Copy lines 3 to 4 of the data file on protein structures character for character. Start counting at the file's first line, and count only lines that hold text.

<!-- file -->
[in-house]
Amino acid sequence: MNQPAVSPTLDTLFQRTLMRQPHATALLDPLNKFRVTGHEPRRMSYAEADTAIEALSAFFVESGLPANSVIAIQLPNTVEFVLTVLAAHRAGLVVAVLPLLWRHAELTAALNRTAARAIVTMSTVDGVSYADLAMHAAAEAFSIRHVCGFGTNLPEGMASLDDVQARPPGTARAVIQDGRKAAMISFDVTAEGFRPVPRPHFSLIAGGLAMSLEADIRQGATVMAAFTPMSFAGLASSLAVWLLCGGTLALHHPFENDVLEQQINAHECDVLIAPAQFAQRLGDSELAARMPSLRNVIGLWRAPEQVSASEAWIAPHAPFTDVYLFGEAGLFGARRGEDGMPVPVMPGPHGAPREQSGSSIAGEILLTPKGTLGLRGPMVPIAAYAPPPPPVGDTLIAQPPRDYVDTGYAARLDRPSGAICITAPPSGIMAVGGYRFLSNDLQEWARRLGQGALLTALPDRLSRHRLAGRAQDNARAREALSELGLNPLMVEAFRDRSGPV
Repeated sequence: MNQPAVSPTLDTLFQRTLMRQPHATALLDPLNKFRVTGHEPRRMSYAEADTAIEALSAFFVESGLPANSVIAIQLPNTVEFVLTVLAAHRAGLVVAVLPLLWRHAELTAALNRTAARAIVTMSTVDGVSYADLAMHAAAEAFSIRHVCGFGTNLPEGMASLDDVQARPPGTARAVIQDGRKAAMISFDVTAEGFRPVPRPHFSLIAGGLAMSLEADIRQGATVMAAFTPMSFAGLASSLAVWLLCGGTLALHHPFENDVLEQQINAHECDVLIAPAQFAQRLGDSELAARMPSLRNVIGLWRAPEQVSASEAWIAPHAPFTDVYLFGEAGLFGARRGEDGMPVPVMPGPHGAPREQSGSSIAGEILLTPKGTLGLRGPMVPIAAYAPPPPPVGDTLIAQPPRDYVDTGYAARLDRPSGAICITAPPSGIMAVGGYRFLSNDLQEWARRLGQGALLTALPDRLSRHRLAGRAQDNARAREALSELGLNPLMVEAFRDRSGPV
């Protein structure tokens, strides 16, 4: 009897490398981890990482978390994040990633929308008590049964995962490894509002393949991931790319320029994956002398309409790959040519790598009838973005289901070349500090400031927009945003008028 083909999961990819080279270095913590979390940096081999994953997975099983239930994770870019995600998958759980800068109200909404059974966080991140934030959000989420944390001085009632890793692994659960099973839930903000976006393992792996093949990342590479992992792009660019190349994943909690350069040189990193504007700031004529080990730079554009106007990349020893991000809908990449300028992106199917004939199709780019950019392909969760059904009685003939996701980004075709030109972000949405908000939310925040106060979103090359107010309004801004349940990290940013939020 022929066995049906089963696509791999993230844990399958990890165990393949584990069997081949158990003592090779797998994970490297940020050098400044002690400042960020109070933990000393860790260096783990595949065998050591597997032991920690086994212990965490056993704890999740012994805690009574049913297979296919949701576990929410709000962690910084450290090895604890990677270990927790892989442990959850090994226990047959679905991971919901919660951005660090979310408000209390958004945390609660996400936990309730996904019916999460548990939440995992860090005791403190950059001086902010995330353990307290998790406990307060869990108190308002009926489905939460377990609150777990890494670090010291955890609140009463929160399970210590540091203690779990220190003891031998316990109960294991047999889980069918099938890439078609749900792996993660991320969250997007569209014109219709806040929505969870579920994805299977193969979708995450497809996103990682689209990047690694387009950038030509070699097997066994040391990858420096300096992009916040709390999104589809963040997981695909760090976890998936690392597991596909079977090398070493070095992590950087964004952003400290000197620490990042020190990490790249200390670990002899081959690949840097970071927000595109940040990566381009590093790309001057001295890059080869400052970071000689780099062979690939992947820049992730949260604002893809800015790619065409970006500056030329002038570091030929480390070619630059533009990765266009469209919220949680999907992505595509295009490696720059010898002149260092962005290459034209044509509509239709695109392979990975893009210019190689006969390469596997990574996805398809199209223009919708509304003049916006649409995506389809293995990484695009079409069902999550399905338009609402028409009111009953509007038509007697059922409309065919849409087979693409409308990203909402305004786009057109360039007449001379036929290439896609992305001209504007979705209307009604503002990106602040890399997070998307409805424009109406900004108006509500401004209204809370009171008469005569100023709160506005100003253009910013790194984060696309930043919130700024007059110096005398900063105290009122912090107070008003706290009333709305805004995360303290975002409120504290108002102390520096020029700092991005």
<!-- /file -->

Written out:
Repeated sequence: MNQPAVSPTLDTLFQRTLMRQPHATALLDPLNKFRVTGHEPRRMSYAEADTAIEALSAFFVESGLPANSVIAIQLPNTVEFVLTVLAAHRAGLVVAVLPLLWRHAELTAALNRTAARAIVTMSTVDGVSYADLAMHAAAEAFSIRHVCGFGTNLPEGMASLDDVQARPPGTARAVIQDGRKAAMISFDVTAEGFRPVPRPHFSLIAGGLAMSLEADIRQGATVMAAFTPMSFAGLASSLAVWLLCGGTLALHHPFENDVLEQQINAHECDVLIAPAQFAQRLGDSELAARMPSLRNVIGLWRAPEQVSASEAWIAPHAPFTDVYLFGEAGLFGARRGEDGMPVPVMPGPHGAPREQSGSSIAGEILLTPKGTLGLRGPMVPIAAYAPPPPPVGDTLIAQPPRDYVDTGYAARLDRPSGAICITAPPSGIMAVGGYRFLSNDLQEWARRLGQGALLTALPDRLSRHRLAGRAQDNARAREALSELGLNPLMVEAFRDRSGPV
């Protein structure tokens, strides 16, 4: 009897490398981890990482978390994040990633929308008590049964995962490894509002393949991931790319320029994956002398309409790959040519790598009838973005289901070349500090400031927009945003008028 083909999961990819080279270095913590979390940096081999994953997975099983239930994770870019995600998958759980800068109200909404059974966080991140934030959000989420944390001085009632890793692994659960099973839930903000976006393992792996093949990342590479992992792009660019190349994943909690350069040189990193504007700031004529080990730079554009106007990349020893991000809908990449300028992106199917004939199709780019950019392909969760059904009685003939996701980004075709030109972000949405908000939310925040106060979103090359107010309004801004349940990290940013939020 022929066995049906089963696509791999993230844990399958990890165990393949584990069997081949158990003592090779797998994970490297940020050098400044002690400042960020109070933990000393860790260096783990595949065998050591597997032991920690086994212990965490056993704890999740012994805690009574049913297979296919949701576990929410709000962690910084450290090895604890990677270990927790892989442990959850090994226990047959679905991971919901919660951005660090979310408000209390958004945390609660996400936990309730996904019916999460548990939440995992860090005791403190950059001086902010995330353990307290998790406990307060869990108190308002009926489905939460377990609150777990890494670090010291955890609140009463929160399970210590540091203690779990220190003891031998316990109960294991047999889980069918099938890439078609749900792996993660991320969250997007569209014109219709806040929505969870579920994805299977193969979708995450497809996103990682689209990047690694387009950038030509070699097997066994040391990858420096300096992009916040709390999104589809963040997981695909760090976890998936690392597991596909079977090398070493070095992590950087964004952003400290000197620490990042020190990490790249200390670990002899081959690949840097970071927000595109940040990566381009590093790309001057001295890059080869400052970071000689780099062979690939992947820049992730949260604002893809800015790619065409970006500056030329002038570091030929480390070619630059533009990765266009469209919220949680999907992505595509295009490696720059010898002149260092962005290459034209044509509509239709695109392979990975893009210019190689006969390469596997990574996805398809199209223009919708509304003049916006649409995506389809293995990484695009079409069902999550399905338009609402028409009111009953509007038509007697059922409309065919849409087979693409409308990203909402305004786009057109360039007449001379036929290439896609992305001209504007979705209307009604503002990106602040890399997070998307409805424009109406900004108006509500401004209204809370009171008469005569100023709160506005100003253009910013790194984060696309930043919130700024007059110096005398900063105290009122912090107070008003706290009333709305805004995360303290975002409120504290108002102390520096020029700092991005």